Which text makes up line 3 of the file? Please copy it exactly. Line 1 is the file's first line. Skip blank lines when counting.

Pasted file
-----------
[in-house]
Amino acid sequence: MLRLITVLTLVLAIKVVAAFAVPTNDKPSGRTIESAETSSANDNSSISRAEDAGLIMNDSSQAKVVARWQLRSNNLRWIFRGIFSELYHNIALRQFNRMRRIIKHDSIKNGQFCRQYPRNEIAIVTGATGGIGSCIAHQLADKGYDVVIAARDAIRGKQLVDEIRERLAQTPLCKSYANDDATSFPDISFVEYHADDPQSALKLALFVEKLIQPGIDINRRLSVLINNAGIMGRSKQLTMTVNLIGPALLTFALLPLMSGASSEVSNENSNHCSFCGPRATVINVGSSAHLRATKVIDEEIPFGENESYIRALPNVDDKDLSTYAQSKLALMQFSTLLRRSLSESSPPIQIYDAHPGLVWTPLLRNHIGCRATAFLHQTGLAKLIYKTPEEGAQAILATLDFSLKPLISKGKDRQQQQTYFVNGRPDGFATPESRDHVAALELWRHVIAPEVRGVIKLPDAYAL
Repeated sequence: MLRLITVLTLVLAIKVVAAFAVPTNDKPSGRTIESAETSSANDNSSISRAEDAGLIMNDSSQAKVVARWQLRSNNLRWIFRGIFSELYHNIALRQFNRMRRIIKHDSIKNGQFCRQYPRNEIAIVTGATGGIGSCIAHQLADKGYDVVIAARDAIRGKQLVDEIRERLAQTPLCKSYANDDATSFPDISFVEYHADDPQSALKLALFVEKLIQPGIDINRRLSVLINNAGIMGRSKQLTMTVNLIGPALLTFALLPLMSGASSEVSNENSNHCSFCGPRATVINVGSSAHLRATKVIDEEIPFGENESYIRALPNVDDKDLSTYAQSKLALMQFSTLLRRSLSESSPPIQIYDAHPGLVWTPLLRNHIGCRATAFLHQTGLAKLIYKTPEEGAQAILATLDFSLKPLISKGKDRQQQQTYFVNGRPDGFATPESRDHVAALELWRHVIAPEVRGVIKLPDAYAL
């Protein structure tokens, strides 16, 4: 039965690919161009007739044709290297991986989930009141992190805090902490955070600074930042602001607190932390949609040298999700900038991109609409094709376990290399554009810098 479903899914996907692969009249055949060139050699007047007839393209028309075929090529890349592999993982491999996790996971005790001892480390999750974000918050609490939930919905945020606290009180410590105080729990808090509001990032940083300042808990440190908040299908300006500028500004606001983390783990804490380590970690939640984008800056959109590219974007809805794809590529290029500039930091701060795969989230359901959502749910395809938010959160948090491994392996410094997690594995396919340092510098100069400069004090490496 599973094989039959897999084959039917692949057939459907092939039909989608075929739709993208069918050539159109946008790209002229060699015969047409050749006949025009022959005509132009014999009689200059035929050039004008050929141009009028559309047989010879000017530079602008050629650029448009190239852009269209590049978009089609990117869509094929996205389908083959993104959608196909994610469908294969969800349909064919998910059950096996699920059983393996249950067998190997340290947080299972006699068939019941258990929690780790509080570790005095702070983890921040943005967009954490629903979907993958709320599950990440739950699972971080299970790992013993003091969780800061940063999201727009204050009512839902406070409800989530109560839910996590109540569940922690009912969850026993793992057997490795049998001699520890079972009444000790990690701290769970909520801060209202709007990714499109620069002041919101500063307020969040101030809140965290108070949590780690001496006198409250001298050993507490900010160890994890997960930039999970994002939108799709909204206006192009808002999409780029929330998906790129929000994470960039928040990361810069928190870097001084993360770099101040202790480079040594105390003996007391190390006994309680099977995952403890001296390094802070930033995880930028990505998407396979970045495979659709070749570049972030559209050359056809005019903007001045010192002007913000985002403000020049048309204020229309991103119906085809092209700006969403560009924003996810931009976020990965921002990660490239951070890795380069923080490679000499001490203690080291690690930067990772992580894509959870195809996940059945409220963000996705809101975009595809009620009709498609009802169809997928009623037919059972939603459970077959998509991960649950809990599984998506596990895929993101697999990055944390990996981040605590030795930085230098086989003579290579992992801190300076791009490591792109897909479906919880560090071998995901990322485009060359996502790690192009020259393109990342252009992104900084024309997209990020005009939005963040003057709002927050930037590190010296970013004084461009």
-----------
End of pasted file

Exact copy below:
Repeated sequence: MLRLITVLTLVLAIKVVAAFAVPTNDKPSGRTIESAETSSANDNSSISRAEDAGLIMNDSSQAKVVARWQLRSNNLRWIFRGIFSELYHNIALRQFNRMRRIIKHDSIKNGQFCRQYPRNEIAIVTGATGGIGSCIAHQLADKGYDVVIAARDAIRGKQLVDEIRERLAQTPLCKSYANDDATSFPDISFVEYHADDPQSALKLALFVEKLIQPGIDINRRLSVLINNAGIMGRSKQLTMTVNLIGPALLTFALLPLMSGASSEVSNENSNHCSFCGPRATVINVGSSAHLRATKVIDEEIPFGENESYIRALPNVDDKDLSTYAQSKLALMQFSTLLRRSLSESSPPIQIYDAHPGLVWTPLLRNHIGCRATAFLHQTGLAKLIYKTPEEGAQAILATLDFSLKPLISKGKDRQQQQTYFVNGRPDGFATPESRDHVAALELWRHVIAPEVRGVIKLPDAYAL